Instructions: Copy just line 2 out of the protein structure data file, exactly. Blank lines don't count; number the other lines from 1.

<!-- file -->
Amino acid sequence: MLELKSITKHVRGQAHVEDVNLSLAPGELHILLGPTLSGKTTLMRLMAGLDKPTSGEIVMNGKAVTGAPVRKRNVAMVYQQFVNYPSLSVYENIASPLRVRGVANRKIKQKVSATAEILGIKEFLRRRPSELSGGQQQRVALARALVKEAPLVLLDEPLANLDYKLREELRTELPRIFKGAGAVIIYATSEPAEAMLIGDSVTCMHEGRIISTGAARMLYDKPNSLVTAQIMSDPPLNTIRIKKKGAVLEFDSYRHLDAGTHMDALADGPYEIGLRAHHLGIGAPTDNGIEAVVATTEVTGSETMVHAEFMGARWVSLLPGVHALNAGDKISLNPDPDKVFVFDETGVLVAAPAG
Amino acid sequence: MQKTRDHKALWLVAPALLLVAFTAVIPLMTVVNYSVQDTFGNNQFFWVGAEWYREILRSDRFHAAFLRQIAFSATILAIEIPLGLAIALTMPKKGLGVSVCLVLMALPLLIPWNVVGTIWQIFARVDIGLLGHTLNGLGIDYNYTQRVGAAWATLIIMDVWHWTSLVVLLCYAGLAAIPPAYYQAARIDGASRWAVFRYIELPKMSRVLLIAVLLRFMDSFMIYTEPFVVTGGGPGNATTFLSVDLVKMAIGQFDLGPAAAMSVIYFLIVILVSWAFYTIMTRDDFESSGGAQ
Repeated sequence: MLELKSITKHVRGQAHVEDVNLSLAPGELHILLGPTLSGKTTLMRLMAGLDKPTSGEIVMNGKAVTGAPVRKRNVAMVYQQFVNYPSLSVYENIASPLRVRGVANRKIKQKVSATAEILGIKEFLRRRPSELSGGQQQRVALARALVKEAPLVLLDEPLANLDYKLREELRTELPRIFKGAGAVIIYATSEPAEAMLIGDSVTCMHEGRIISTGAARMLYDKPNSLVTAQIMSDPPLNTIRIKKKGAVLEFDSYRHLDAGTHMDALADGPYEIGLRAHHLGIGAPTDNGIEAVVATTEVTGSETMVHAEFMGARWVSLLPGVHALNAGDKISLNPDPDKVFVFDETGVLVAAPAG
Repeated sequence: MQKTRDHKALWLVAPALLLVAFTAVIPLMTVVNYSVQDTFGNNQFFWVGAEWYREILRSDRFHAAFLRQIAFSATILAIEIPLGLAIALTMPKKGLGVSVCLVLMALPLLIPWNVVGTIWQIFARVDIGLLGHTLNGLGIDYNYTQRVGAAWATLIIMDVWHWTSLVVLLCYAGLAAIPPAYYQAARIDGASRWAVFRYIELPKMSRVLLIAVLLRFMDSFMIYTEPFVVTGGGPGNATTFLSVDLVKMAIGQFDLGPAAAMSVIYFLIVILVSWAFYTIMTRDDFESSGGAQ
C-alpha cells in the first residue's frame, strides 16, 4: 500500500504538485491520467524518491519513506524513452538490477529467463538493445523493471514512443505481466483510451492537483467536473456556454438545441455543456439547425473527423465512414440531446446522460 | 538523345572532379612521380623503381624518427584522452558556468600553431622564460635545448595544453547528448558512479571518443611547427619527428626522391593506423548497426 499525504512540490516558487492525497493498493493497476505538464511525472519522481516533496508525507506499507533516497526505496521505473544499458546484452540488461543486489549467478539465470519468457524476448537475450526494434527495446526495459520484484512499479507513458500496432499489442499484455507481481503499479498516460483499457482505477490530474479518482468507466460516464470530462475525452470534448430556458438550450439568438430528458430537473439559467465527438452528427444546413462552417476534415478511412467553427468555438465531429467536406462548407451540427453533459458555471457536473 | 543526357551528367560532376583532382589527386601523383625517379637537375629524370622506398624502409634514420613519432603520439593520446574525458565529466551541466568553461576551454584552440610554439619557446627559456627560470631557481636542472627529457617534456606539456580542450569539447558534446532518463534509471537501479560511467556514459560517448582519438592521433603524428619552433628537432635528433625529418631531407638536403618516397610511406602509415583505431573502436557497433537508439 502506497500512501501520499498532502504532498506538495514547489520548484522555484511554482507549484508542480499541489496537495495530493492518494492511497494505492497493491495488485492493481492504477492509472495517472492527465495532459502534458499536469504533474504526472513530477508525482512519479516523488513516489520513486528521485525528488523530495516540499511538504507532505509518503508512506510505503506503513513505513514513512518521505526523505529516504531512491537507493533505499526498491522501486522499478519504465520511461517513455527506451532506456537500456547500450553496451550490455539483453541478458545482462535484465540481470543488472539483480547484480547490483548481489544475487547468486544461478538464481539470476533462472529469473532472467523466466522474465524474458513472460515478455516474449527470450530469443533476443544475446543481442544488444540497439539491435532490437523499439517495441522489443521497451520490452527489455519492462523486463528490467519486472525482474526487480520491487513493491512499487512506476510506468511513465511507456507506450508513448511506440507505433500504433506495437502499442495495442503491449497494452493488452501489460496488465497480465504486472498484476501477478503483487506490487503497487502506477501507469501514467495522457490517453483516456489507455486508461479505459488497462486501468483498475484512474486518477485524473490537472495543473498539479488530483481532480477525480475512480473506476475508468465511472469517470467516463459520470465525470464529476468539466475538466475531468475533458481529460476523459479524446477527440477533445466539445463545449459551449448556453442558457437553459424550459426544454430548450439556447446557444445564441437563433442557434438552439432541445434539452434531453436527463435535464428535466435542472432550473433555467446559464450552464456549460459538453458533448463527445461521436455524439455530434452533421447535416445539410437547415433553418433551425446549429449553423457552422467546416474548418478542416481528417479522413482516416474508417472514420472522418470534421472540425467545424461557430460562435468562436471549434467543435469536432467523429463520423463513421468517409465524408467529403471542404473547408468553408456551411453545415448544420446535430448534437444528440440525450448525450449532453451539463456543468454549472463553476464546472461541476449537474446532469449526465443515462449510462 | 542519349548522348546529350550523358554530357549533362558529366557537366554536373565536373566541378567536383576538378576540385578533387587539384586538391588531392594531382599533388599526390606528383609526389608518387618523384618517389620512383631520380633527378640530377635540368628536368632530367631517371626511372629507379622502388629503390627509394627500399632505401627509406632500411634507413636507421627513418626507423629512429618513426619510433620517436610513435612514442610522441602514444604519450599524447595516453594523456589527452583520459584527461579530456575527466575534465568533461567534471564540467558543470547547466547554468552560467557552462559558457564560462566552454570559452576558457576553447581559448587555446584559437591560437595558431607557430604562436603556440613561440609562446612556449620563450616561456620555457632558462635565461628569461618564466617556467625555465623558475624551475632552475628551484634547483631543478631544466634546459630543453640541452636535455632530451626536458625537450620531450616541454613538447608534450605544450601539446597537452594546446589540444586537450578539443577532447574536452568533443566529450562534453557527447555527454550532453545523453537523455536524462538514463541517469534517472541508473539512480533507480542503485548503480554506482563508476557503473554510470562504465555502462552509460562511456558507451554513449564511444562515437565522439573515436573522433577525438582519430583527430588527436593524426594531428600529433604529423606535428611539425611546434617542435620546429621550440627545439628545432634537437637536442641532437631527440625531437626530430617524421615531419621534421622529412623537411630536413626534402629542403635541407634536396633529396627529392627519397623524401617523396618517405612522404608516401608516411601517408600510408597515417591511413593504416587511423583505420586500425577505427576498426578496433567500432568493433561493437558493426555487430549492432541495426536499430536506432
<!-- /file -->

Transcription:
Amino acid sequence: MQKTRDHKALWLVAPALLLVAFTAVIPLMTVVNYSVQDTFGNNQFFWVGAEWYREILRSDRFHAAFLRQIAFSATILAIEIPLGLAIALTMPKKGLGVSVCLVLMALPLLIPWNVVGTIWQIFARVDIGLLGHTLNGLGIDYNYTQRVGAAWATLIIMDVWHWTSLVVLLCYAGLAAIPPAYYQAARIDGASRWAVFRYIELPKMSRVLLIAVLLRFMDSFMIYTEPFVVTGGGPGNATTFLSVDLVKMAIGQFDLGPAAAMSVIYFLIVILVSWAFYTIMTRDDFESSGGAQ